- Explaining to quite a few people that Mozilla doesn’t usually ‘partner’ with other organisations on bids (but that I’m happy to be listed as an advisor).
- Playing lots of games as part of the nomination committee for Mozilla’s Game On competition.
- Writing a book chapter overview for Dave White about the philosophical implications of simultaneously inhabiting physical and virtual worlds.
- Adding descriptions to the articles, blog posts and books in the Web Literacy standard ‘library’.
- Collaborating with my colleagues Carla Casilli and Erin Knight on a vision document for the Web Literacy standard work.
- Discovering Firefox tab groups, courtesy of Laura Hilliger.
- Meeting with builders to discuss my shoffice.
- Responding to conference organisers asking for titles for presentation, preferences for food, accommodation, etc.
- Updating my Lanyrd profile and adding conferences I’m attending over the next few months.
- Sorting out my corporation tax for the now-defunct Synechism Ltd.
- Leading a webinar on Open Badges for the Centre for Recording Achievement. Slides here.
- Hosting the inaugural Mozilla Web Literacy standard community call.
- Speaking to people thinking of using Open Badges for various projects.
Next week I’ll be in Austin, Texas for SXSW 2013. I’m flying out on Sunday and arrive back on Friday. So next week’s update is likely to be a bit shorter…
Here’s what I’ve been up to this week:
- Talking to Audrey Watters about web literacies. She’s a very smart person and I was impressed by what she had to say. I tried to capture most of what she said in this blog post.
- As my colleagues are such a talented and productive bunch, an important part of my working day is spent in co-ordination. When you’re not co-located it’s important that you get your thinking out there, which is exactly what Brett Gaylor’s done with his post on New Webmaker Prototypes. Exciting stuff! My response is here.
- I continue to contribute to both the Mozilla Webmaker list and the Open Badges Google Group. I’m looking forward to the latter splitting into two equally-weighted technical/learning groups!
- This week I’ve been invited to over 10 events (including Estonia twice!), which is a little insane. I said no to pretty much all of them, as I’m trying to travel less (and be more strategic when I do travel) in 2013.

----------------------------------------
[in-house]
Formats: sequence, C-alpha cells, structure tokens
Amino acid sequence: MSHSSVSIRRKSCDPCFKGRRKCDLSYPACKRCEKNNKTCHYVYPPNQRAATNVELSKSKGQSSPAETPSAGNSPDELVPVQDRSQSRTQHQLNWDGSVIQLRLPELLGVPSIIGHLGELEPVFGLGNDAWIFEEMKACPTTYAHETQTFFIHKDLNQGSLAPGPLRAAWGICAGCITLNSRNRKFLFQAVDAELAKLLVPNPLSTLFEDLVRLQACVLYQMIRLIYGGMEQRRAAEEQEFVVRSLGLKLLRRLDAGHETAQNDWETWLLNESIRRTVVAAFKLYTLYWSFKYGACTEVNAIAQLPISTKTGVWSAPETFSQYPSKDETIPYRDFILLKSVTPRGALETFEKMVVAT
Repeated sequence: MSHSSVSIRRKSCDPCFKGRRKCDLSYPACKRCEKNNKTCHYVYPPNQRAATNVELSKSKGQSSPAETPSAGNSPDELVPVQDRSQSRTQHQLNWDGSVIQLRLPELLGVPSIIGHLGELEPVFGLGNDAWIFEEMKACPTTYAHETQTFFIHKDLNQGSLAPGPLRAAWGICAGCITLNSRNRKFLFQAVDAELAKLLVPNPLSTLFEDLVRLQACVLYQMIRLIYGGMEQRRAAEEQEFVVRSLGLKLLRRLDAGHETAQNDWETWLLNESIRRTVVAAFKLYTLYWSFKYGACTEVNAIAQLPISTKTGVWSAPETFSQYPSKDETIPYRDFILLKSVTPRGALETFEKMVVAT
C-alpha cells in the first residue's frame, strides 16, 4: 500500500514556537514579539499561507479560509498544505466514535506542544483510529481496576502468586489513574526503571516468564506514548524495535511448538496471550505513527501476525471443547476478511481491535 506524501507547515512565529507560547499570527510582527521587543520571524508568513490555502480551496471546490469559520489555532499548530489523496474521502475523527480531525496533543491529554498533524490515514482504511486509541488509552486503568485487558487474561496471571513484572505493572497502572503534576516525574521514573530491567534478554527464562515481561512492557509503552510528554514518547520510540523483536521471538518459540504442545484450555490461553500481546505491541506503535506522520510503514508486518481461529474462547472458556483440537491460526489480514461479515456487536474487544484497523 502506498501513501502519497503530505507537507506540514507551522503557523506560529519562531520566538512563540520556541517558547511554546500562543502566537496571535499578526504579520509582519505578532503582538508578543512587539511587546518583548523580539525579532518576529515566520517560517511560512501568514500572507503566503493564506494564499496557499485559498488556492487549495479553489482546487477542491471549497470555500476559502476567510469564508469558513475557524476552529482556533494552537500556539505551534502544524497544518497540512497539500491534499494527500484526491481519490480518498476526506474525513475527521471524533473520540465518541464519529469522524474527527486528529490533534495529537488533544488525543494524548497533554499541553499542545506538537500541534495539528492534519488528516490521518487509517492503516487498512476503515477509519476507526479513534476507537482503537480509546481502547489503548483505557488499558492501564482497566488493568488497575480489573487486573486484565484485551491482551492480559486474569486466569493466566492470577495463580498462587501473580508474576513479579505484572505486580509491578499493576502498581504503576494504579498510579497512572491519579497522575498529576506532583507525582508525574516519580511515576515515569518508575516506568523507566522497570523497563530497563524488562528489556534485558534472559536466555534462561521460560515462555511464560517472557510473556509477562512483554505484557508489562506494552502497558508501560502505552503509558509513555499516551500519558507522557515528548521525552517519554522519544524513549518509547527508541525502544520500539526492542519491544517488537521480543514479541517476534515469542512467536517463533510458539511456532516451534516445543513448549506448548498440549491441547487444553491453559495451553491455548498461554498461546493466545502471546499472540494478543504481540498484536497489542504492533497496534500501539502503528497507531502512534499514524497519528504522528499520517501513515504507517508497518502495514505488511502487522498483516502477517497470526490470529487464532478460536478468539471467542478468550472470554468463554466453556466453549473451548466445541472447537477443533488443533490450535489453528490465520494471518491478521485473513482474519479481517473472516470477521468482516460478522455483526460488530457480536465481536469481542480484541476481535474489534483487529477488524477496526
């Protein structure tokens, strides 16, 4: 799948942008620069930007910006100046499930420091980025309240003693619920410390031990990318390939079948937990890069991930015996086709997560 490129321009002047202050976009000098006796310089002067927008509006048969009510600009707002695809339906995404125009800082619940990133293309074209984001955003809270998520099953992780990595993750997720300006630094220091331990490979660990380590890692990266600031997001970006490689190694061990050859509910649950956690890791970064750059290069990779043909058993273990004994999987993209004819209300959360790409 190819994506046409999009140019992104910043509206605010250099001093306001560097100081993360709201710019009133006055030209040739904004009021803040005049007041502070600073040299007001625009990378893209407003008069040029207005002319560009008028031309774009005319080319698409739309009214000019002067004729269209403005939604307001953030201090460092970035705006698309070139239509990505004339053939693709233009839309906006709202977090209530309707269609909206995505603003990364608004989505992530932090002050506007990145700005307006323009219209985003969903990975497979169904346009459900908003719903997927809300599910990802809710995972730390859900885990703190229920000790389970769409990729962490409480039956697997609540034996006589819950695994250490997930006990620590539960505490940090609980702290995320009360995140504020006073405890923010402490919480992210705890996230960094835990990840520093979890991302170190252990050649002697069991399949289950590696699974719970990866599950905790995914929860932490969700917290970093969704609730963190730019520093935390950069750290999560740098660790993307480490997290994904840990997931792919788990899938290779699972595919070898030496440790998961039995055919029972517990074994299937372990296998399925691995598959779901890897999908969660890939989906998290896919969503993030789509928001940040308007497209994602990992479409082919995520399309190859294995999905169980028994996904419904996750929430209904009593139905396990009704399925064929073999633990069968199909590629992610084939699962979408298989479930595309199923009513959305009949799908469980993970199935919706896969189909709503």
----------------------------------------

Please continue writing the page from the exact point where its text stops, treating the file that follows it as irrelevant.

- I’m trying to comment on more blog posts, especially when people are sharing the awesome work they’re doing around badges. Most notably, I commented on posts by Chris Sharples, Zoe Ross, Robert Weeks, and Grainne Hamilton. You should go and read them (the posts, not necessarily my comments!)
- Interestingly, the post by Robert Weeks was stimulated by a virtual presentation to the Bristol ‘weelearning’ group on Wednesday. Formerly a badge skeptic, Robert is now a badge enthusiast. Job done. 🙂
- My work around web literacies is going to end up as a ‘learning standard’. I’ve been discussing this with Erin and Carla. More on that soon.
- I spent Thursday in Leicester in the company of Josie Fraser, Lucy Atkins, Richard Hall and David White. I was advising on a new digital literacies framework for teachers in Leicester which should, hopefully, lead to badge-infused CPD. That was a bit of an epic journey: 4.5 hours each way in a day. Except the train was delayed on the way after a suicide on the line. 🙁
- I’ve done lots of reading this week, including the excellent book A Small Matter of Programming, a new DML Connected Learning report, the Peeragogy Handbook, and a new version of the IDEO Design Thinking for Educators resource.
- The ILTA invited me to write up my keynote last year into a journal article. I’m about half-way there, I reckon, and should finish it on Monday. It will have the title Zen and the Art of Digital Literacies.
- Thinking about the way that I and most of the people I know live in the future.
- When I wasn’t doing the above I was clearing the drive of snow, spending time at the gym (no running this week!), and sledging, snowman-making, and generally spending time with my family before…
Next week I’ll be escaping the snowy hinterland of Northumberland and heading to sunny California to meet my colleagues. We’ll be participating in a DML conversation around, you guessed it, Open Badges. On that note, I’m delighted to have been asked to do more work around learning and assessment related to badges – so look out for more posts of that nature in the near future!
Image uploaded originally by Cory Doctorow on Twitter
I was delighted to be asked to participate in a DML Central Connected Learning Google+ hangout about Open Badges yesterday. The recording should be embedded above, but if not try clicking here.
The session featured a presentation by Erin Knight, Senior Director of Learning at the Mozilla Foundation, and was facilitated by Howard Rheingold.
If you like this, you’ll also be interested in the webinar Erin and her colleague Michelle Levesque ran for the JISC Developing Digital Literacies programme last Friday. In that session, they discussed Mozilla’s work around web literacies.
Check that webinar out here, along with Erin’s write-up.